How Narcissists Control Through Fear.

How narcissists manipulate, so you fear them, and how to step over your fears.

A healthy fear of rational things is reasonable to protect us, but use that fear to protect yourself the right way, never to keep you stuck in a place you shouldn’t be.

Fear is a powerful and natural human emotion caused by the real or perceived threat of harm, danger, pain or threat.

Fear changes our behaviour, such as taking flight, fleeing from the situation, or fawning, trying to please others to avoid confrontation, freeze, not moving forwards due to past events.

A narcissist gets you to fear them through many manipulative tactics, meaning you will conform to their demands out of fear. With subtle threats that make you wonder if it’s a real threat? If they’re messing around? If they will act on this threat or leave it be? They do this on purpose, to confuse you, so you are worried about the threat. Still, at the same time, you don’t want to make a fuss, or you also fear speaking out to the narcissist for fear of reactions, or speaking out to other people, for fear they would not believe you, for fear they’d think you’re stupid, you might think you’re overreacting, as the narcissist will gaslight by downplaying their toxic behaviour and telling you, “You’re too sensitive.” “You’re overreacting.” or things like “You imagine things.” Or they say something like, “What would your parents say, what would they think of you.” You become fearful of those around you finding out.

You are not overreacting. Any threat should be taken seriously, and you do not imagine things if it happened it happened.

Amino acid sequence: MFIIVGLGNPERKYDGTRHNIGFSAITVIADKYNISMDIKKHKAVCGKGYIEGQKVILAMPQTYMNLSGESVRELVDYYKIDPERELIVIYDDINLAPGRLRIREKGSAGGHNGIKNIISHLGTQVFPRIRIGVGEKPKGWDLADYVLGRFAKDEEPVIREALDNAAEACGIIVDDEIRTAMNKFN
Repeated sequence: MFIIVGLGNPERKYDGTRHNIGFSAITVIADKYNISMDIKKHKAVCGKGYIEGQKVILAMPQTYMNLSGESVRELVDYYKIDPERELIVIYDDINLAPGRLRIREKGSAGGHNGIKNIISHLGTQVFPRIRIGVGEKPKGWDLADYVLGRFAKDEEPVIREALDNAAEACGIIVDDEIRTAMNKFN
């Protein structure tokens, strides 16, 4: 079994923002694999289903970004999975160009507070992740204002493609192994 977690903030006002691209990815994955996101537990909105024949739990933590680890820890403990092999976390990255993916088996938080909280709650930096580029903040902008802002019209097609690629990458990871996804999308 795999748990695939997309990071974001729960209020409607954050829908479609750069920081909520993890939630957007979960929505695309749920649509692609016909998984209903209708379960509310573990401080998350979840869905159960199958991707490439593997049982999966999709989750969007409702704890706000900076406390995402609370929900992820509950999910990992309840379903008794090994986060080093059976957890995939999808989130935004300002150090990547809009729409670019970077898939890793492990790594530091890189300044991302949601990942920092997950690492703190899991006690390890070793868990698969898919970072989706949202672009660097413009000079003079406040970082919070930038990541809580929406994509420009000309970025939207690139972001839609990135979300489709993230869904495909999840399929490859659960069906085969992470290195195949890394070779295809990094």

The types of intimidation narcissists use so we fear them. 

1. Isolation, things like using triangulation, so they are cutting you off from friends and family, making sure you have no support, taking your phone off you. Destroying your personal property or hiding passports, giving you no access to finances, or when driving in a car, they could start an argument, start threatening. Hence, there is no way out for you making it all the scarier. Taking you to isolated places

2. Causing arguments or drama, accusing you of not caring about them, keeping you busy, so you’re tired and drained, often creating arguments before you go out, accusing you of things you’re not doing, or when you get home. Hence, you begin to dread going out for fear of those consequences when you return. Even going out with friends can cause anxiety as they might not overtly argue, they might continuously message while your there, they might want you to put your location setting on, they’ll explain these away with “It’s because I care, I need to know you’re safe and you’re ok.” Or something similar. If we don’t do it or respond to those messages, they can guilt-trip us once home, so we feel bad. The next time we go out, we feel uncomfortable having to message them. Slowly the discomfort of letting friends down, losing our hobbies becomes more comfortable than just no longer making plans and we just stay in, without realising that comfort zone is what’s causing us so much pain, we fear going out, we fear staying in, we begin to shut down, and the narcissist furthers their control.